Final? floating-point article

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Final? floating-point article Bruce 4/16/12 12:05 AM

After 10.000001 articles in the floating-point series this may be the last one. A draft of “Exceptional Floating Point” has been posted at:

 

http://www.altdevblogaday.com/?p=25527&shareadraft=baba25527_4f8bc2320f5b0

 

It’s about the value that you can get from enabling a few types of floating-point exceptions in order to find bugs. And it comes with sample code. I haven’t prettified the code in the post, but I’ve attached a .zip file containing the sample code, and it is linked from the post as well.

 

Feedback? Experience with similar techniques? Typo reports (I intentionally left two (2) typos in the post to ensure that typo hunters will not be bored).

 

Re: Final? floating-point article Jonathan Blow 4/16/12 7:43 AM
I used to be big on fp exceptions but they are very hard to use because of everyone else's shitty code.  As you allude to in the article, D3D can't handle having them enabled; I've also had Windows mysteriously bluescreen pretty often (that was back in the 2004 timeframe, dunno about now).

So the question is how to reset the flags robustly when leaving your code.  The problem is that if you need to worry about every single system call or whatever, that becomes crazy and error prone.  So you can only really debug things where it's all your code all the way out to the leaf with no API calls, which is pretty rare and requires a lot of thought to implement.  Not nearly as useful as I'd like, which is just to turn it on globally and be done with it.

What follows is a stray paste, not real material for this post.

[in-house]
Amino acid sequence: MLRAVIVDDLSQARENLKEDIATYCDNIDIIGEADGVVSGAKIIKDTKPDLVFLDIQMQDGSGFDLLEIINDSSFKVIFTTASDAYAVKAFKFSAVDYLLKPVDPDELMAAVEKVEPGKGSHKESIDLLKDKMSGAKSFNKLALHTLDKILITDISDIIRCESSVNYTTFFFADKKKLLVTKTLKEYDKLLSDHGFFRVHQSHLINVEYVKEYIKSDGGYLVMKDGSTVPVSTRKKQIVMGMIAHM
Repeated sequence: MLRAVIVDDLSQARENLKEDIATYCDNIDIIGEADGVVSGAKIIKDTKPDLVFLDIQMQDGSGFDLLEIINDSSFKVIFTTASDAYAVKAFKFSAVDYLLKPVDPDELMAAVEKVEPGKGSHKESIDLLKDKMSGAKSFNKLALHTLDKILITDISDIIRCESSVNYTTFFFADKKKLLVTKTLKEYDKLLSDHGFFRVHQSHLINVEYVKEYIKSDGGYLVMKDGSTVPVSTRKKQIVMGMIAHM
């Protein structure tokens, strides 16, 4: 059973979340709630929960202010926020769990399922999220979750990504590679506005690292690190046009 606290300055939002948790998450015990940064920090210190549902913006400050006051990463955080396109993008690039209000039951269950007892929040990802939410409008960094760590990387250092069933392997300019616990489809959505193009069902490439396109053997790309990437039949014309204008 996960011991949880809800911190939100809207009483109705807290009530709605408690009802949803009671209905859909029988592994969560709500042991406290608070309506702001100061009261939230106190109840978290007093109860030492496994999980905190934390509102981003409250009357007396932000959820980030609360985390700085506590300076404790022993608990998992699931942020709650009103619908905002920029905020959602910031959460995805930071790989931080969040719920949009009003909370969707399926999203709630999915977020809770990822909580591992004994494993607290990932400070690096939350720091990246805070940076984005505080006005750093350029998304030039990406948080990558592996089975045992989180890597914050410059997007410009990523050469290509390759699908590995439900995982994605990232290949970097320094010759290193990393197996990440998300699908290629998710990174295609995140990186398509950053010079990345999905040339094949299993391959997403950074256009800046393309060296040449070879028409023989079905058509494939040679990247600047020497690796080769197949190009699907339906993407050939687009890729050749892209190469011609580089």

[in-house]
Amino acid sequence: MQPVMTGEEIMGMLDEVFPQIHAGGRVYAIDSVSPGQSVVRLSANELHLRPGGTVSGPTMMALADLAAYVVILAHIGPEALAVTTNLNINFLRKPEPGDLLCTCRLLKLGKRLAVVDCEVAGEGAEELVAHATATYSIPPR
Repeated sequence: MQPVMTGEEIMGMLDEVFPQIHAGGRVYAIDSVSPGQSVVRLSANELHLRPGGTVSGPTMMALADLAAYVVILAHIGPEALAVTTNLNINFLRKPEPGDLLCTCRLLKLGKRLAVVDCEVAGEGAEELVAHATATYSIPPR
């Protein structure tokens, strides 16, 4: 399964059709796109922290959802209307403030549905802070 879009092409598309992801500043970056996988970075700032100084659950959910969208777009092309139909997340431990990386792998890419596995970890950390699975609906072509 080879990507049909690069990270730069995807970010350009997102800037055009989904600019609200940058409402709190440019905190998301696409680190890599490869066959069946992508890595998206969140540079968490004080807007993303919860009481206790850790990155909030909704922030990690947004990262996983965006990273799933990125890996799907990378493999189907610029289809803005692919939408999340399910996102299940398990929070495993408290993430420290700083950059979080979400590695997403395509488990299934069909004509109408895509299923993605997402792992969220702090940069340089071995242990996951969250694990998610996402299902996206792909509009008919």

RE: Final? floating-point article Bruce 4/16/12 8:34 AM

Maybe the more practical usage pattern these days is spot-enabling of FPU exceptions rather than global enable with spot-disable. The effectiveness of using them will vary a lot between products. I’ll be giving them a try this week on my current product in order to track down an errant NaN.

 

From: altdev...@googlegroups.com [mailto:altdev...@googlegroups.com] On Behalf Of Jonathan Blow
Sent: Monday, April 16, 2012 7:43 AM
To: altdev...@googlegroups.com
Subject: Re: Final? floating-point article

Re: Final? floating-point article Rich Skorski 4/16/12 7:38 PM
An Invalid Operation can also happen because of an FP stack fault.  I
don't know of a way to do that without explicitly loading SNAN (and
the way the exception happens is pretty mind boggling) or writing poor
assembly, but it may be worth mentioning.

I really like the way you explain the reasons why these exceptions
aren't always bad.  Another example that I've seen is when using SIMD
instructions on a 3 float vector.  That last float is ignored, but the
operations are still performed on it.
RE: Final? floating-point article Bruce 4/16/12 10:35 PM
I glossed over the floating-point stack over/underflow. It makes my brain
heart.

Good point about the SIMD instructions. I may have to mention that. Thanks.

-----Original Message-----
From: altdev...@googlegroups.com [mailto:altdev...@googlegroups.com]
On Behalf Of rskorski
Sent: Monday, April 16, 2012 7:38 PM
To: AltDevAuthors